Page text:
/* open id delegation ---------------------------------------------- */

Sunday, December 11, 2005

Clarification in regards to my lesson plan issues.

I don't really hate lesson planning and writing lesson plans.  I hate writing them for my professors to grade.  Because when I write them as an assignment, I am required to mention every little thing that I will say or do.  This makes them seem like an overwhelming task.  I must rationalize every move I make.  I must write down everything I am going to do, no matter how small.  I must write multiple response I could make to students, depending on their answer to the question.  Everything must be perfectly connected to my objectives.

And while it is important to be prepared, like I mentioned earlier it is difficult to be prepared when I don't know what student population I am teaching or what materials I am going to have available to me.

I know that an important part of teaching is flexibility, and I feel that writing lesson plans like this, complete with dialogue, is just not realistic.  Things will not necessarily go according to plan, no matter how many theoretical conversations I create between myself and my students.

The times I have "taught" my lessons to a small group of "students", I think that my professors have been surprised by how well I did and how smoothly the activities went.  I didn't necessarily follow my lessons exactly, but I accomplished my objectives and got my students to the point I wanted them to reach before the next lesson occurred.  Based upon the difficulty I have writing the lesson plans, they were expecting my lessons to go much worse.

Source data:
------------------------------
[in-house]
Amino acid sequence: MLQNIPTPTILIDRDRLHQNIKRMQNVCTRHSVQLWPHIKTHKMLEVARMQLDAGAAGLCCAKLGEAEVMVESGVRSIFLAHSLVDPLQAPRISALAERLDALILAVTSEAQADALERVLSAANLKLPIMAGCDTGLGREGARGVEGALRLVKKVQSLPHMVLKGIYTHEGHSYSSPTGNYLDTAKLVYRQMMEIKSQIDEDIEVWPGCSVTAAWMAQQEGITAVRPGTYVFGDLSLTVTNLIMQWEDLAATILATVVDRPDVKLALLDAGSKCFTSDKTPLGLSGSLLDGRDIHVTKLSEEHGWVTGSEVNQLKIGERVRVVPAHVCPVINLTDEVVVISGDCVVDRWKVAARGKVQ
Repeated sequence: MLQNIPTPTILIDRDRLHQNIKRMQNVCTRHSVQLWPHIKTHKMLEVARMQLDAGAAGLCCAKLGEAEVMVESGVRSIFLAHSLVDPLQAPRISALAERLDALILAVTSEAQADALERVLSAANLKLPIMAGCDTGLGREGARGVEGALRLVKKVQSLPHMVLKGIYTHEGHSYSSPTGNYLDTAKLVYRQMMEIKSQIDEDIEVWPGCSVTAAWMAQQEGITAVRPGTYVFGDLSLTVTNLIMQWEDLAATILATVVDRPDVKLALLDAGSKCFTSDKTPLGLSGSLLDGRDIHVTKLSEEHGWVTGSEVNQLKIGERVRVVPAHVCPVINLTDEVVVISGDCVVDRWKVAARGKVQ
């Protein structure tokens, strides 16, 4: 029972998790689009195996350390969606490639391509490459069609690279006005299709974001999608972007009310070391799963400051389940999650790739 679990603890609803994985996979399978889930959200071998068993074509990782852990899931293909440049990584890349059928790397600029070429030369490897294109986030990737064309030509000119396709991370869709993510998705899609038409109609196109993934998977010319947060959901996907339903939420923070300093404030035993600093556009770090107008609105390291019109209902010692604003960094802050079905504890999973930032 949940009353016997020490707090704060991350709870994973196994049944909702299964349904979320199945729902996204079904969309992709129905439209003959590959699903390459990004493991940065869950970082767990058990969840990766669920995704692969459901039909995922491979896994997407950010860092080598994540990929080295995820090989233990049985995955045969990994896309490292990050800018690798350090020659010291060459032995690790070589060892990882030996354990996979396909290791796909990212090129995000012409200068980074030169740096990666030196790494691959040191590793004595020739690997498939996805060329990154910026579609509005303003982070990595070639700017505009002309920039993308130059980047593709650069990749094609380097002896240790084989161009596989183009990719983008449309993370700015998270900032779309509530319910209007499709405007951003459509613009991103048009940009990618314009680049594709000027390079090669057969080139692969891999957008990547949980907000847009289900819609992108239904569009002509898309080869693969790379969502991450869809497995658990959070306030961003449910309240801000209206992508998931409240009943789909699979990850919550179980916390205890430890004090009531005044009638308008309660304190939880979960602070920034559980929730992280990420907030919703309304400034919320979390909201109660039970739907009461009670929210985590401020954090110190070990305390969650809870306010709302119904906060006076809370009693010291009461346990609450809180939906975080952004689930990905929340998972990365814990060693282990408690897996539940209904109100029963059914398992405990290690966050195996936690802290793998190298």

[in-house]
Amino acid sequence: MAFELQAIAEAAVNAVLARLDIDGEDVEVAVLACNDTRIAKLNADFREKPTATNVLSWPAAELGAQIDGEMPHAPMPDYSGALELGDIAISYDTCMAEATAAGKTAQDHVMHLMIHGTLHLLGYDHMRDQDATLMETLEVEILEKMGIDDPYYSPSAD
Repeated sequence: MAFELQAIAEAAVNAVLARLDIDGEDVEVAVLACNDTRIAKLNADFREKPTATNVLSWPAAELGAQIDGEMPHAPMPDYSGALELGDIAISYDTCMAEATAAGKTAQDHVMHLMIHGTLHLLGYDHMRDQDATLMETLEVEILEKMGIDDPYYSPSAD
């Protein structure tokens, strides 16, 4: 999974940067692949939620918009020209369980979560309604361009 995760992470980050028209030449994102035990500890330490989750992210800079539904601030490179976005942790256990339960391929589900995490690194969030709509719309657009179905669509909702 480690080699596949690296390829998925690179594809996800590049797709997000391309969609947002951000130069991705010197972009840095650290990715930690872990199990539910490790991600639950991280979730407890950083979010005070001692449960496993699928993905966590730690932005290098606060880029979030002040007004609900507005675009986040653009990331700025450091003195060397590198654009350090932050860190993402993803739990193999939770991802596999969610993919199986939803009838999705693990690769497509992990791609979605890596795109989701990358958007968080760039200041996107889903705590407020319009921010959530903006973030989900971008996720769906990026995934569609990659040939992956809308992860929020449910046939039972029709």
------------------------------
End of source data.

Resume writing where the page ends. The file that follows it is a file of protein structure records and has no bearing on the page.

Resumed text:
So, I guess lesson plans aren't my arch nemesis.  Lesson plans are good and necessary.  My complaints stem from lesson planning to excess.


Anonymous Jamie said...

I completely agree. What bothers me most about my professors is they all say that all your plans must be laid out exactly, but as someone who's already worked for years in the field of teaching I'm getting my degree in, I know that there is absolutely no way anything is going to go 'right' (right being the way you've planned it). Flexibility is so important.

I always worry that professors are setting up future teachers for burn out and frustration by not teaching them 'real world' classes. Too many teachers I know got their degree and went out in the world, and even though they had practicum and whatnot, still were floored at how different actual teaching was from what they were taught.

2:23 PM  
Blogger The Science Goddess said...

Most "seasoned" teachers do very little lesson planning---in a physical sense. And you're right, few things in the classroom will ever go completely as planned.

I would hope that more ed schools would work towards helping students craft a "skeleton" plan and then focus more attention on reflecting on it after it's been presented.

2:19 PM  
Blogger Not Quite Grown Up... said...

Science Goddess, I like that idea of a "skeleton" plan. I think it would be helpful if I learned/practiced creating a more skeleton type plan, and then talked about, or even wrote about more specific ways I would implement it. That may, in reality, end up looking very similar to the incredibly specific lesson plans I have created. But, it would feel more real-world in that I would know I had the plan with my main objectives and goals, but then would also have a separate document describing different ways it could be adapted to different classroom dynamics, ability levels, etc.

12:14 AM  
Blogger Carnival said...

Hi, I was surfing the internet and happened on your blog. I'm quite impressed , with how this all works. This is one to watch.

Best wishes,

AIU Degree Online

4:43 AM  
Blogger nick said...


5:54 AM  

Post a Comment

<< Home